Many methods exist for function optimization, such as randomly sampling the variable search space, called random search, or systematically evaluating samples in a grid across the search space, called grid search. More principled methods are able to learn from sampling the space so that future samples are directed toward the parts of the search space that are most likely to contain the extrema. A directed approach to global optimization that uses probability is called Bayesian Optimization. Take my free 7-day email crash course now (with sample code). Click to sign-up and also get a free PDF Ebook version of the course.
We propose an algorithm for a family of optimization problems where the objective can be decomposed as a sum of functions with monotonicity properties. The motivating problem is optimization of hyperparameters of machine learning algorithms, where we argue that the objective, validation error, can be decomposed as monotonic functions of the hyperparameters. Our proposed algorithm adapts Bayesian optimization methods to incorporate the monotonicity constraints. We illustrate the advantages of exploiting monotonicity using illustrative examples and demonstrate the improvements in optimization efficiency for some machine learning hyperparameter tuning applications.
XGBoost is often presented as the algorithm that wins every ML competition. Surprisingly, this is true even though predictions are piecewise constant. This might be justified in high dimensional input spaces, but when the number of features is low, a piecewise linear model is likely to perform better. XGBoost was extended into LinXGBoost that stores at each leaf a linear model. This extension, equivalent to piecewise regularized least-squares, is particularly attractive for regression of functions that exhibits jumps or discontinuities. Those functions are notoriously hard to regress. Our extension is compared to the vanilla XGBoost and Random Forest in experiments on both synthetic and real-world data sets.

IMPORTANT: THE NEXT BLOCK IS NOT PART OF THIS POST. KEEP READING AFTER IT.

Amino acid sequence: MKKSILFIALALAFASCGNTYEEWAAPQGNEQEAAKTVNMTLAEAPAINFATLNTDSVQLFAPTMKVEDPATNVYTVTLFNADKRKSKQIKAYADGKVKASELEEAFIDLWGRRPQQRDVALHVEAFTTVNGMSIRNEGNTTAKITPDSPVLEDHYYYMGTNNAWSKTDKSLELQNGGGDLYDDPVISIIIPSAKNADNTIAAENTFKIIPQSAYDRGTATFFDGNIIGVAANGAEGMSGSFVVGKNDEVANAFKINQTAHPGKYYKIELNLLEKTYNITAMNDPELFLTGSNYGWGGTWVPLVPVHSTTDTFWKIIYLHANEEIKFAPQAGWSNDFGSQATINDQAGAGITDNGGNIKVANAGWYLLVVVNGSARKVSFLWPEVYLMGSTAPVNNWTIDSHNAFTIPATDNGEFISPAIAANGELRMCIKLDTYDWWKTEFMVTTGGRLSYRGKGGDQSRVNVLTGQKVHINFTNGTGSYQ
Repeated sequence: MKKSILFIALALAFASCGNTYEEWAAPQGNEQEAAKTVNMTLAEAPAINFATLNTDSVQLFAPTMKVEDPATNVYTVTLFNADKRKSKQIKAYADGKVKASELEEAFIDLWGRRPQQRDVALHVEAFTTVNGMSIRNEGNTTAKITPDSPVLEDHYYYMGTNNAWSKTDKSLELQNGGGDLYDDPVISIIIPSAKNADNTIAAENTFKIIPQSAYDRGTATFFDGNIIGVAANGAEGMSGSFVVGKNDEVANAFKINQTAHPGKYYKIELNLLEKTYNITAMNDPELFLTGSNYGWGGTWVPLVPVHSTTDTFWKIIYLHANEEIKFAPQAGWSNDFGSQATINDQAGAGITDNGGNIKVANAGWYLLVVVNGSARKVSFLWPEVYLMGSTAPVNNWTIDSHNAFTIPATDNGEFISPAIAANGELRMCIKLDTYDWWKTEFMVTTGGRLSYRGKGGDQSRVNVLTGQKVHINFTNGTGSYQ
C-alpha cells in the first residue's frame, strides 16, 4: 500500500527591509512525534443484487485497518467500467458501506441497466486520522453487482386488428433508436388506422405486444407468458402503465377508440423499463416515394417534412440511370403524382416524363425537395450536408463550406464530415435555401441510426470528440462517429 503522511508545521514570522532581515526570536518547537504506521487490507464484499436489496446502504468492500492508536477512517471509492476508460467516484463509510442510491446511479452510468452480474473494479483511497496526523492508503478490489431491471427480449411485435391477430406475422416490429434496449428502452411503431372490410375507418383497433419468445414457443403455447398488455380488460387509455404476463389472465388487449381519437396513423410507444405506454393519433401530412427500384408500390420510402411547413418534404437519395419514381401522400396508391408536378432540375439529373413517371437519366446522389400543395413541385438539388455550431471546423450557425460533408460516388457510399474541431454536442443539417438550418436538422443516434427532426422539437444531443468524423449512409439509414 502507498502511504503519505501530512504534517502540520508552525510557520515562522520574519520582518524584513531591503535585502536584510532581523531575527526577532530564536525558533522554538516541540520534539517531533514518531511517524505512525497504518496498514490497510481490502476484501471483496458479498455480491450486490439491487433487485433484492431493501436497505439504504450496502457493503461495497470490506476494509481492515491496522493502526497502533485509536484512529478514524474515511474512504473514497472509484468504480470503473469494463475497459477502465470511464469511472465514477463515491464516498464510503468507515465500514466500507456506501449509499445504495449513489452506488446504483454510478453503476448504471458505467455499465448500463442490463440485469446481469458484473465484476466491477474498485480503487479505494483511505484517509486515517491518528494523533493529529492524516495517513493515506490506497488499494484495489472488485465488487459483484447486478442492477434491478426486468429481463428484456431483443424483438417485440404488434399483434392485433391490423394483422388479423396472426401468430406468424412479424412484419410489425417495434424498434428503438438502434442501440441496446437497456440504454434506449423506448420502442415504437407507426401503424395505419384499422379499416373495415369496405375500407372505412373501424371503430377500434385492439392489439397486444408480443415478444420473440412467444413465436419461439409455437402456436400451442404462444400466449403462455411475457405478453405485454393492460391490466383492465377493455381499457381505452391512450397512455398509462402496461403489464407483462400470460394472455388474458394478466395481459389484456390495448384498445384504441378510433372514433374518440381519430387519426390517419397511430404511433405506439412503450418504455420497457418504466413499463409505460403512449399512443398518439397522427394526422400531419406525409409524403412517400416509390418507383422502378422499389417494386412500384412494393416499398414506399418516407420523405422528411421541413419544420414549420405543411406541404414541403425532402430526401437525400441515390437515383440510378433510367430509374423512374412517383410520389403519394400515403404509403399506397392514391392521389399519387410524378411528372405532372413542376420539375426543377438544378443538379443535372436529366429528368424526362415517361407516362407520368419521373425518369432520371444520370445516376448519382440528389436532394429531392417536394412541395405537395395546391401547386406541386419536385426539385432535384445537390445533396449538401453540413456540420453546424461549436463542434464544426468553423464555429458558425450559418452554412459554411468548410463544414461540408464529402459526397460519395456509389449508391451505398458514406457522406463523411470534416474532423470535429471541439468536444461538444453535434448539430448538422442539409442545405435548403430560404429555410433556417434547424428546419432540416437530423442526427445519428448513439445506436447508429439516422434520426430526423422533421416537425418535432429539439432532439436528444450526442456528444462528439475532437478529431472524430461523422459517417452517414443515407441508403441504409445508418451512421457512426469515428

Random forests are among the most popular classification and regression methods used in industrial applications. To be effective, the parameters of random forests must be carefully tuned. This is usually done by choosing values that minimize the prediction error on a held out dataset. We argue that error reduction is only one of several metrics that must be considered when optimizing random forest parameters for commercial applications. We propose a novel metric that captures the stability of random forests predictions, which we argue is key for scenarios that require successive predictions. We motivate the need for multi-criteria optimization by showing that in practical applications, simply choosing the parameters that lead to the lowest error can introduce unnecessary costs and produce predictions that are not stable across independent runs. To optimize this multi-criteria trade-off, we present a new framework that efficiently finds a principled balance between these three considerations using Bayesian optimisation. The pitfalls of optimising forest parameters purely for error reduction are demonstrated using two publicly available real world datasets. We show that our framework leads to parameter settings that are markedly different from the values discovered by error reduction metrics.
In this article, you will discover XGBoost and get a gentle introduction to what it is, where it came from and how you can learn more. Bagging: It is an approach where you take random samples of data, build learning algorithms and take simple means to find bagging probabilities. Boosting: Boosting is similar, however, the selection of sample is made more intelligently. We subsequently give more and more weight to hard to classify observations. XGBoost is an optimized distributed gradient boosting library designed to be highly efficient, flexible and portable.